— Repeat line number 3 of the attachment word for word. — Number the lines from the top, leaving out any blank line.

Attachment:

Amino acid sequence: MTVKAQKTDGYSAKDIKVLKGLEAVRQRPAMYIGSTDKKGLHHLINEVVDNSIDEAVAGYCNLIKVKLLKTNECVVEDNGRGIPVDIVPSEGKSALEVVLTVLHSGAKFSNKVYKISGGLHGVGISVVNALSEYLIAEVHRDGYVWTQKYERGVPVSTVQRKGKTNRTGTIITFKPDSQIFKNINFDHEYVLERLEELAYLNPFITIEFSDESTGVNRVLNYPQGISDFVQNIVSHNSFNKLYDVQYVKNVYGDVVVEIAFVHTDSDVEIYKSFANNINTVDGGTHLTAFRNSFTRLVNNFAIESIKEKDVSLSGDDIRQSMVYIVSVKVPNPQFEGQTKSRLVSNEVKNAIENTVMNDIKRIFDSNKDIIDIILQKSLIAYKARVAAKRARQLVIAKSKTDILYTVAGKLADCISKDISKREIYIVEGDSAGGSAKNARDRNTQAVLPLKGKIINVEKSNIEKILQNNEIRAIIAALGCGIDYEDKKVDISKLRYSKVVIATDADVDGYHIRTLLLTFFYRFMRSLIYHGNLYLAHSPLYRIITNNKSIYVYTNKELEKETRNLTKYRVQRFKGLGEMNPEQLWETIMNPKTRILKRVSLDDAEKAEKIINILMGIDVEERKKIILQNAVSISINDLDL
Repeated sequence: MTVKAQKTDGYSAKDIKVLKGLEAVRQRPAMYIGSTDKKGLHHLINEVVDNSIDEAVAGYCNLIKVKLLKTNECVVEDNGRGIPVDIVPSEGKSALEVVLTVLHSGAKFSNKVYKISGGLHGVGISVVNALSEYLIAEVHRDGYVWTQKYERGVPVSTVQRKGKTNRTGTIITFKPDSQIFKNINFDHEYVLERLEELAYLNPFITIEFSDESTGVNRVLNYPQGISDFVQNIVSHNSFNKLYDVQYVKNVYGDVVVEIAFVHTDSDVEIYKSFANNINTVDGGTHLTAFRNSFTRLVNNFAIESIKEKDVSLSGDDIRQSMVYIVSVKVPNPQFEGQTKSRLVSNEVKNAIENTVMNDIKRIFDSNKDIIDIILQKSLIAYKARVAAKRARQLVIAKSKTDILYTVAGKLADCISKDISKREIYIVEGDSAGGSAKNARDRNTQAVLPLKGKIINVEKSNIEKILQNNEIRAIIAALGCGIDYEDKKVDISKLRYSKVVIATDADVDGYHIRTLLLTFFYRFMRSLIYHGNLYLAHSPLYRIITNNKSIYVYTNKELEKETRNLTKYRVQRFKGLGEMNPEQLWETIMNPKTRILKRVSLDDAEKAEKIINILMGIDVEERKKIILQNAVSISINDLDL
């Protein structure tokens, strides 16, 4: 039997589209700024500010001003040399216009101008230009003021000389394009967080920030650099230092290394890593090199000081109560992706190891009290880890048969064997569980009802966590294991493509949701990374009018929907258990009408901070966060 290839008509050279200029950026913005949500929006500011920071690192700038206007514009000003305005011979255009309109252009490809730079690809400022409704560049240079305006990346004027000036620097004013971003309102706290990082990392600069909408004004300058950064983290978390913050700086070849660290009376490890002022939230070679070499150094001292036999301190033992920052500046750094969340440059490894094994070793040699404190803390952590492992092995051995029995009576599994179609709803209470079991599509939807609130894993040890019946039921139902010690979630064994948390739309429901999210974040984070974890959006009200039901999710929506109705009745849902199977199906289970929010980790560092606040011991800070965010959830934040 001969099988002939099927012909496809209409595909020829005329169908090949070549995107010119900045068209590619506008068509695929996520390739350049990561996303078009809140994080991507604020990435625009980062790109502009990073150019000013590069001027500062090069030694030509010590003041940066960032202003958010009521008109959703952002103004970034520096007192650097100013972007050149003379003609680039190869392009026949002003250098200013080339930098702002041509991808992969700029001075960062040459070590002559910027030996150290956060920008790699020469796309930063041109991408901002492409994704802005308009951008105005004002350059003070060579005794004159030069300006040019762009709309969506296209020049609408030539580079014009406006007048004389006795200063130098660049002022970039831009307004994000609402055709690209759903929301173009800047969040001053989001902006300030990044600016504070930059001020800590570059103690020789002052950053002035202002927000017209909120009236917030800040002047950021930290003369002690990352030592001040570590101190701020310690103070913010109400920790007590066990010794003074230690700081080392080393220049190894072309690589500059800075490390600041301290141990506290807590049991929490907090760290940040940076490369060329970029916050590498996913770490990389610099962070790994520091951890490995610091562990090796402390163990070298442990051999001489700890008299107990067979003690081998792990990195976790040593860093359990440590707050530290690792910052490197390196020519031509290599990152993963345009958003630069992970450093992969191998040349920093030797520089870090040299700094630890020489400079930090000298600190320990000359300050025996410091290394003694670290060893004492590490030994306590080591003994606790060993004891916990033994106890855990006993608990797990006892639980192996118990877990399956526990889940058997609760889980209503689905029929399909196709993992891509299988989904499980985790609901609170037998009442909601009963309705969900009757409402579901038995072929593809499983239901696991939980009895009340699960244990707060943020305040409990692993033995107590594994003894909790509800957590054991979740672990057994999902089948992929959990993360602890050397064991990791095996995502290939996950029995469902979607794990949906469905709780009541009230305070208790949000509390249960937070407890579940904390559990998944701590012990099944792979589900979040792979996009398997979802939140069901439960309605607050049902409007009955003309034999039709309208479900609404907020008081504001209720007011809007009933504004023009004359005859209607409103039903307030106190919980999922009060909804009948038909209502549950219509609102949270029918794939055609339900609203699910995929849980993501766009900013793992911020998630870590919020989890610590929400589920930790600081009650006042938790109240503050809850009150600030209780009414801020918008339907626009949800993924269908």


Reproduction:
């Protein structure tokens, strides 16, 4: 039997589209700024500010001003040399216009101008230009003021000389394009967080920030650099230092290394890593090199000081109560992706190891009290880890048969064997569980009802966590294991493509949701990374009018929907258990009408901070966060 290839008509050279200029950026913005949500929006500011920071690192700038206007514009000003305005011979255009309109252009490809730079690809400022409704560049240079305006990346004027000036620097004013971003309102706290990082990392600069909408004004300058950064983290978390913050700086070849660290009376490890002022939230070679070499150094001292036999301190033992920052500046750094969340440059490894094994070793040699404190803390952590492992092995051995029995009576599994179609709803209470079991599509939807609130894993040890019946039921139902010690979630064994948390739309429901999210974040984070974890959006009200039901999710929506109705009745849902199977199906289970929010980790560092606040011991800070965010959830934040 001969099988002939099927012909496809209409595909020829005329169908090949070549995107010119900045068209590619506008068509695929996520390739350049990561996303078009809140994080991507604020990435625009980062790109502009990073150019000013590069001027500062090069030694030509010590003041940066960032202003958010009521008109959703952002103004970034520096007192650097100013972007050149003379003609680039190869392009026949002003250098200013080339930098702002041509991808992969700029001075960062040459070590002559910027030996150290956060920008790699020469796309930063041109991408901002492409994704802005308009951008105005004002350059003070060579005794004159030069300006040019762009709309969506296209020049609408030539580079014009406006007048004389006795200063130098660049002022970039831009307004994000609402055709690209759903929301173009800047969040001053989001902006300030990044600016504070930059001020800590570059103690020789002052950053002035202002927000017209909120009236917030800040002047950021930290003369002690990352030592001040570590101190701020310690103070913010109400920790007590066990010794003074230690700081080392080393220049190894072309690589500059800075490390600041301290141990506290807590049991929490907090760290940040940076490369060329970029916050590498996913770490990389610099962070790994520091951890490995610091562990090796402390163990070298442990051999001489700890008299107990067979003690081998792990990195976790040593860093359990440590707050530290690792910052490197390196020519031509290599990152993963345009958003630069992970450093992969191998040349920093030797520089870090040299700094630890020489400079930090000298600190320990000359300050025996410091290394003694670290060893004492590490030994306590080591003994606790060993004891916990033994106890855990006993608990797990006892639980192996118990877990399956526990889940058997609760889980209503689905029929399909196709993992891509299988989904499980985790609901609170037998009442909601009963309705969900009757409402579901038995072929593809499983239901696991939980009895009340699960244990707060943020305040409990692993033995107590594994003894909790509800957590054991979740672990057994999902089948992929959990993360602890050397064991990791095996995502290939996950029995469902979607794990949906469905709780009541009230305070208790949000509390249960937070407890579940904390559990998944701590012990099944792979589900979040792979996009398997979802939140069901439960309605607050049902409007009955003309034999039709309208479900609404907020008081504001209720007011809007009933504004023009004359005859209607409103039903307030106190919980999922009060909804009948038909209502549950219509609102949270029918794939055609339900609203699910995929849980993501766009900013793992911020998630870590919020989890610590929400589920930790600081009650006042938790109240503050809850009150600030209780009414801020918008339907626009949800993924269908």